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Peek at the World of Spring Wheat: Montana's Flourishing Agricultural Industry

May 9, 2024

by brittany schimke

"O beautiful for spacious skies, For amber waves of grain, For purple mountain majesties Above the fruited plain!" Although initially written about the Colorado Rockies, the lovely words to America the Beautiful paint a beautiful picture of our views in South Central Montana. Picture-perfect vistas of sprawling mountain ranges like the Beartooths and Pryors provide the backdrop to our flourishing agricultural industry.

Nestled amidst this natural splendor are the fields, not just any fields, but the proud producers of wheat, hay, barley, corn, and sugar beets. With a staggering 5-6 million acres dedicated to wheat production alone, our region is a veritable breadbasket, quite literally.

Sowing the Seeds of Success:

Wheat reigns as one of the top 10 crops in our fertile expanse. Nearly half of the wheat grown here is known as spring wheat. Planted between April and June, these golden grains begin to grow once soil temperatures reach a cozy 40 degrees Fahrenheit. Each seed is planted 1-2 inches into the ground. With 18 to 24 inches of water, courtesy of Mother Nature, and a little TLC from farmers, these wheat fields become a testament to agricultural prowess. Come fall, they yield the bounty that will bless our tables with delicious, nutritious food.

Montana's magic lies not just in its scenery but in its soil and weather, a perfect cocktail for cultivating top-tier wheat and barley. Top spring wheat varieties are Vida, Reeder, Dagmar, SY Longmire, and Lanning, which are grown with care right in our backyard. They boast unparalleled quality. Their robust gluten and high protein content make them stars in the baking world, elevating everything from crusty loaves to fluffy pastries. Montana's spring wheat is popular among flour millers as it enhances wheat blends and produces the high gluten-strength flour required for bread making.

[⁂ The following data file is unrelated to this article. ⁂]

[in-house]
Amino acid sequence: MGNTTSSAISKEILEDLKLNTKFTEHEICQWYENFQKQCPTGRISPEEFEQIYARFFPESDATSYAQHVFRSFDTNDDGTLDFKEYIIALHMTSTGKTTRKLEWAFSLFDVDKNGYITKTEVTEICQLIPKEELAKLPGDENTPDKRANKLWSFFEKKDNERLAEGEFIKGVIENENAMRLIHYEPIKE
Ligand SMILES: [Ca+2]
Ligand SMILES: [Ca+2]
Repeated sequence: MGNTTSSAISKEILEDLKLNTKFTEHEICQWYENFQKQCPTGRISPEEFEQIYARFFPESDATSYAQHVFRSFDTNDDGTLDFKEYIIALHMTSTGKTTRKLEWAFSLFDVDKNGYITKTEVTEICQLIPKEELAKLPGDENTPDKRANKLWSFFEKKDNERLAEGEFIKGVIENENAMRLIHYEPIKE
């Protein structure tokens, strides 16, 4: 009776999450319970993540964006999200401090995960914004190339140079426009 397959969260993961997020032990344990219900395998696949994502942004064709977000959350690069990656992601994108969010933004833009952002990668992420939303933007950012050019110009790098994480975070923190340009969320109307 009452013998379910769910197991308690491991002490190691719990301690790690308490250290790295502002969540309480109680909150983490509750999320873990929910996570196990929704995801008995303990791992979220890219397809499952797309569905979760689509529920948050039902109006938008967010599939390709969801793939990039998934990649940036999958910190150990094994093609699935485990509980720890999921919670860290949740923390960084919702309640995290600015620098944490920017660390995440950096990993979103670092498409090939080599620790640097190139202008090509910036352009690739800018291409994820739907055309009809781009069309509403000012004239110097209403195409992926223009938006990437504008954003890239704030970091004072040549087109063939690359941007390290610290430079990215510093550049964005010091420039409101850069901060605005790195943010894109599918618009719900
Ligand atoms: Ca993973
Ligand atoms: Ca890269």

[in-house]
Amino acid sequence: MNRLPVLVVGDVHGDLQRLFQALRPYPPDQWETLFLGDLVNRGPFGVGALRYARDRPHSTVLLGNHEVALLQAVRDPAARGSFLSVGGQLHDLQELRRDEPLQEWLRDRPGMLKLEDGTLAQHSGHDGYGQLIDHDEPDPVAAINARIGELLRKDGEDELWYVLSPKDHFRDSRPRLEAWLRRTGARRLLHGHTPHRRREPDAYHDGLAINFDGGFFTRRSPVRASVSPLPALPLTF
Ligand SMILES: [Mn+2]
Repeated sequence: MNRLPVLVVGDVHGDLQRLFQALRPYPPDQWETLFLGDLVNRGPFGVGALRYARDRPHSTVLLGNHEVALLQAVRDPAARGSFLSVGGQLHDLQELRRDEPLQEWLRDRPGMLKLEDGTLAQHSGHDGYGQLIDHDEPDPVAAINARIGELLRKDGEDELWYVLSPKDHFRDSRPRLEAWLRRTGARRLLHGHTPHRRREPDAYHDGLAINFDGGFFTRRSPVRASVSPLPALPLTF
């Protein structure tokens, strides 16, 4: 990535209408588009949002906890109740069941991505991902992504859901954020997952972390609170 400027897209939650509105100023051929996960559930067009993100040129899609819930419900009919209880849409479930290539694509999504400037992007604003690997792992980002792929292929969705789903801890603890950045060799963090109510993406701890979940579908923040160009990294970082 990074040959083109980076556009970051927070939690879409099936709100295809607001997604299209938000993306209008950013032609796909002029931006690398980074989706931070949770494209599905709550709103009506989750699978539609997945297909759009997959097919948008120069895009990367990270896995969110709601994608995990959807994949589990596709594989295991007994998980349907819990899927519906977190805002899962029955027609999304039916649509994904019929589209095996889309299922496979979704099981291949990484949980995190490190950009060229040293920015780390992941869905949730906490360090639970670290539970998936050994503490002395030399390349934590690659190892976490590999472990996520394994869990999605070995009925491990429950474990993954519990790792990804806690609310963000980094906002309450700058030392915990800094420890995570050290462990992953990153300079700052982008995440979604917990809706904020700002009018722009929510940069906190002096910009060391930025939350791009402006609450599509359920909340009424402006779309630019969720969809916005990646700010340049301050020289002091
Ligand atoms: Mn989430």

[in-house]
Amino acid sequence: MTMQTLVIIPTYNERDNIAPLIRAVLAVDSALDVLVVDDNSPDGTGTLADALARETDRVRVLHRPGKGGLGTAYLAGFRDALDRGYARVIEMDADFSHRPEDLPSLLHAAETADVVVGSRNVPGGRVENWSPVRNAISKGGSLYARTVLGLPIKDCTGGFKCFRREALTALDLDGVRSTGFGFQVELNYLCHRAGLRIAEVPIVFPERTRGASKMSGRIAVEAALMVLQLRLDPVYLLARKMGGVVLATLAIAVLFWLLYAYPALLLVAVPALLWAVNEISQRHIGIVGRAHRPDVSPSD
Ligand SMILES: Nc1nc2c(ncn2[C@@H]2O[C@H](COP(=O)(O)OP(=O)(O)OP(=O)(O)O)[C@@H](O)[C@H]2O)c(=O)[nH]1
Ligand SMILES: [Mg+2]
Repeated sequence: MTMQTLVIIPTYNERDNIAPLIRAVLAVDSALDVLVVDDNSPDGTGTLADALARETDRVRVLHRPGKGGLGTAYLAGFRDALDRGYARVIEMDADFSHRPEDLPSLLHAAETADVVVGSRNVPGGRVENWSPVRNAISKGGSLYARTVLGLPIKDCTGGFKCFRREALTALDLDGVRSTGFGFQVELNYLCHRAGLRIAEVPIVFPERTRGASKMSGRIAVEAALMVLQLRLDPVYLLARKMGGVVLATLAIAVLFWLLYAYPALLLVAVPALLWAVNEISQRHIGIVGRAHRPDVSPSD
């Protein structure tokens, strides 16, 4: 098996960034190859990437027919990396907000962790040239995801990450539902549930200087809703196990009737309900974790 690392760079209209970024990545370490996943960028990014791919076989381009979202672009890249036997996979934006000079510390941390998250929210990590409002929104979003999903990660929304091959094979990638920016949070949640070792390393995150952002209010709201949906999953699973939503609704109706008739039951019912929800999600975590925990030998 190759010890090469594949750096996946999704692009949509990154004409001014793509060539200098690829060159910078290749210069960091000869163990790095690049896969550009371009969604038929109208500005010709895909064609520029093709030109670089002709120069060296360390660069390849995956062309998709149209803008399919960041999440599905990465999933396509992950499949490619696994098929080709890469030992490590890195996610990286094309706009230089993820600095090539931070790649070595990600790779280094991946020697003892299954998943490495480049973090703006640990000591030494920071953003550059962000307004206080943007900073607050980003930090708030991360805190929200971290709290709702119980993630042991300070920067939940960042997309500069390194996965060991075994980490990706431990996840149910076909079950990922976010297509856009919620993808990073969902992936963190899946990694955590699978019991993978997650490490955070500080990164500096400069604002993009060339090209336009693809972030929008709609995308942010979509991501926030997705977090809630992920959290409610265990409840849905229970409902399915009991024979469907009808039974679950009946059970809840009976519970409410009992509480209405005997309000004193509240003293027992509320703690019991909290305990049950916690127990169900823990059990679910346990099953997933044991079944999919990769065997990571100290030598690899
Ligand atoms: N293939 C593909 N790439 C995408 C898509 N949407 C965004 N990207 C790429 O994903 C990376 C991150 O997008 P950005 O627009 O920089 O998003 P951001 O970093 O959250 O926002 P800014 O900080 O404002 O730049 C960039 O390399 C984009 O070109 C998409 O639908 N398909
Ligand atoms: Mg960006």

Nutritional Nuggets:

Wheat is a nutritional powerhouse. Low in fat and bursting with carbohydrates, it's an excellent source of energy. Typically, one slice of whole wheat bread contains 1.5 grams of dietary fiber, keeping our digestive engines running smoothly. Despite not being a complete protein, wheat still outmuscles corn and rice, making it a cornerstone of balanced diets.

Wheat is a host to several vitamins and minerals, such as Thiamine also known as vitamin B1, Niacin, Iron, and zinc.

From Field to Fork:

Photo by Brittany Schimke

Wheat is just one of the many quality food sources our region of Montana is known for growing, along with quality beef, safflower, potatoes, lentils, and many grains. Next time you spot a farmer or rancher in the fields, pause and ponder the bounty they bestow upon our grocery store shelves.

Cultivate Your Curiosity:

While wheat might be best left to professional farmers to grow, don't shy away from flexing your green thumb. With planting season fast approaching, why not dabble in growing your own fruits and veggies? Billings is located in growing zone 5a and has a great climate to start your summer garden. Plants like tomatoes, cucumbers, peas, and peppers can be excellent beginner plants for growing. Also, cultivating your own garden can give you a deep appreciation for our neighbor farmers and ranchers' work.

In south-central Montana, beneath our spacious skies, and amidst our amber waves, lie rich fields of agriculture. Our farmers and ranchers, stewards of the land, pour their sweat and soul into every harvest. By delving into the story of wheat, we honor their dedication and deepen our connection to the food on our plates. And perhaps, in tending our own gardens, we sow seeds of gratitude for the abundant gifts of the soil.

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